There was not much left behind by the Scythians, as they were nomads that resided from the Black Sea to China. Specifically, the Scythians did not leave any surviving written material, but they left many artifacts that clues us into who they were and how they lived. Therefore, artifacts that they left behind and used help us to interpret their lives and culture. First of all, the royal kurgan (Scythian burial sites) left a plethora of gold jewelry, weapons, statues, and armor that can be used to interpret how they lived. In a tomb in Scythian Neapolis, the neatly placed graves held glass beads, pottery, masks, iron buckles (presumably a part of a horse’s saddle), bows, and jewelry (Puzdroyskii 2005, 85-105). When examining these artifacts, it is clear that the Scythians valued these beautiful, well-crafted, gold accessories as they are riddled across many kurgan and Scythian land. Also, there is no evidence in the tombs that the Scythians wore tall, pointed caps as there is mostly just gold and bronze helmets left (Gleba 2008, 14). This contradicts just one of many Greek stereotypes of the Scythians and shows the clear inaccuracy of their writings and art that we will analyze later on. Many of the artifacts found indicate that the Scythians wore colorful clothing and royal women often wore large headdresses and long dresses with decorated coats (Gleba 2008, 24-25). Therefore, it is seen that the Scythians seem to break from the barbaric stereotype that the Greeks often gave them. The Scythians artifacts and the exquisite design of their jewelry seems to be overlooked by the Greeks. Nevertheless, there is evidence that the Scythian culture and Greek culture influenced each other.
The Greeks and Scythians show signs of positive interactions with each other seen in art and weapon artifacts. For instance, Scythian art usually showed “animalistic mythology”, but when the migrated westward towards the black sea, they began to incorporate “Hellenistic Iconography,” (Ciuk 2000, 21). This shows there had to be some interactions between the two that caused the Scythians to use Hellenistic symbols on their weapons, art, and amour. It is possible that the Scythians even thought kindly of the Greeks as it is not likely that they would incorporate such images into their sacred battle gear if they did not think the Greeks were respectable. This wildly contrasts how many Greek authors speak of the Scythians during the same period these artifacts date to. Greek authors stated that, “the Scythians were cursed with the “feminine sickness” by Aphrodite as punishment for demolishing her temple at Askalon in Palestine,” and Herodotus himself often attacks the Scythians of being weak and effeminate (Ciuk 2000, 23). It is clear the Greeks did not have such a positive outlook on the Scythians and alike how they did to other barbarians, stereotype them to be weak and uncivilized. Furthermore, we have already observed artifacts that would conflict with these statements of the Greeks. This depicts the bias the Greeks showed in their art and writing. Additionally, it is clear that when we are attempting to discover who the Scythians were and how they lived, most of the Greek writings must be analyzed carefully as they are full of falsities.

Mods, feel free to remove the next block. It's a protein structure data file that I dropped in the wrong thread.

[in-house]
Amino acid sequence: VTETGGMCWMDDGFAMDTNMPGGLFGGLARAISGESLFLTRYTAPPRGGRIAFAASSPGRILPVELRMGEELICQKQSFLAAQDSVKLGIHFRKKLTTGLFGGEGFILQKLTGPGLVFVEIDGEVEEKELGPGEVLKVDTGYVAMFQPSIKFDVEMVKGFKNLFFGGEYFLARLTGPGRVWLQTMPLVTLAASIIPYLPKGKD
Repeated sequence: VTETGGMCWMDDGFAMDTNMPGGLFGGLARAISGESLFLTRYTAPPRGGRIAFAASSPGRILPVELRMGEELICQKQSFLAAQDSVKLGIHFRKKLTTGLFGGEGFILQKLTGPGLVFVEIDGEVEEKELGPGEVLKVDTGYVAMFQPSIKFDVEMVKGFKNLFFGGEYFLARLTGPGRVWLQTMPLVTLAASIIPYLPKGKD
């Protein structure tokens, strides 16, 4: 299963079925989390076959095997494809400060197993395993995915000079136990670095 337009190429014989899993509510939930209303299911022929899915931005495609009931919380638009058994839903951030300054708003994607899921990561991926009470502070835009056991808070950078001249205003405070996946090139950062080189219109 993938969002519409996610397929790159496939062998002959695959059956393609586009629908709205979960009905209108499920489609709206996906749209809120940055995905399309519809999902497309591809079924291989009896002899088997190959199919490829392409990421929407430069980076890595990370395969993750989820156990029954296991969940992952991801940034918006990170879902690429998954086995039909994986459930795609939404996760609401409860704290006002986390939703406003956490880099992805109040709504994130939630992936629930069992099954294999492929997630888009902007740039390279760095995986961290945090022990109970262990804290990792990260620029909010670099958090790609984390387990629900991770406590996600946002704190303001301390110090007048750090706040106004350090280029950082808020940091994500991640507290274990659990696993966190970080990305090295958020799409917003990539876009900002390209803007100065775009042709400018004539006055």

One of the most interesting interactions the Scythians had was the Amazons. The story of the Amazons is told in many Greek mythology stories, such as Hercules’ labors. The Greeks describe the Amazons to be these mythical women, who the Scythians were too weak to conquer, so they instead integrated with them to create the Sarmatians (Guliaev 2003, 113). This story is often used by Herodotus to enfeminate the Scythians since they are said to not be able to defeat women, while a Greek man would be able to. Yet again, artifacts left by the Scythians shows many discrepancies with how the Greeks described the Scythians. In the Middle Don, it is seen to have women warriors who were buried with with arrowheads, signs of battle scars, and other characteristics that was thought to be only seen in Amazon and Sarmatian graves (Guliaev 2003, 114). Furthermore, this area was known to be owned by the Scythians, thus indicates that Scythian women may have been these Amazon warriors all along. We can tell though their sculptures that the Scythians pride themselves as great warriors as Gleba said, “the most typical attributes of sculptures representing warriors are various weapons, which, in the best examples, reflect real objects found in burials,” (Gleba 2003, 19). Thus, it is not outlandish to believe that the Greeks story of the Amazons was just a inaccurate depiction of the strong, Scythian women warriors that were among Scythians all along. Since the idea of a woman being a powerful warrior is so outlandish to the Greeks, they may have just made the story to give reason to why they are seeing these women warriors help conquer so much land. Moreover, the Scythians were powerful warriors and the idea of the women also learning how to fight would make sense in such a militarized society.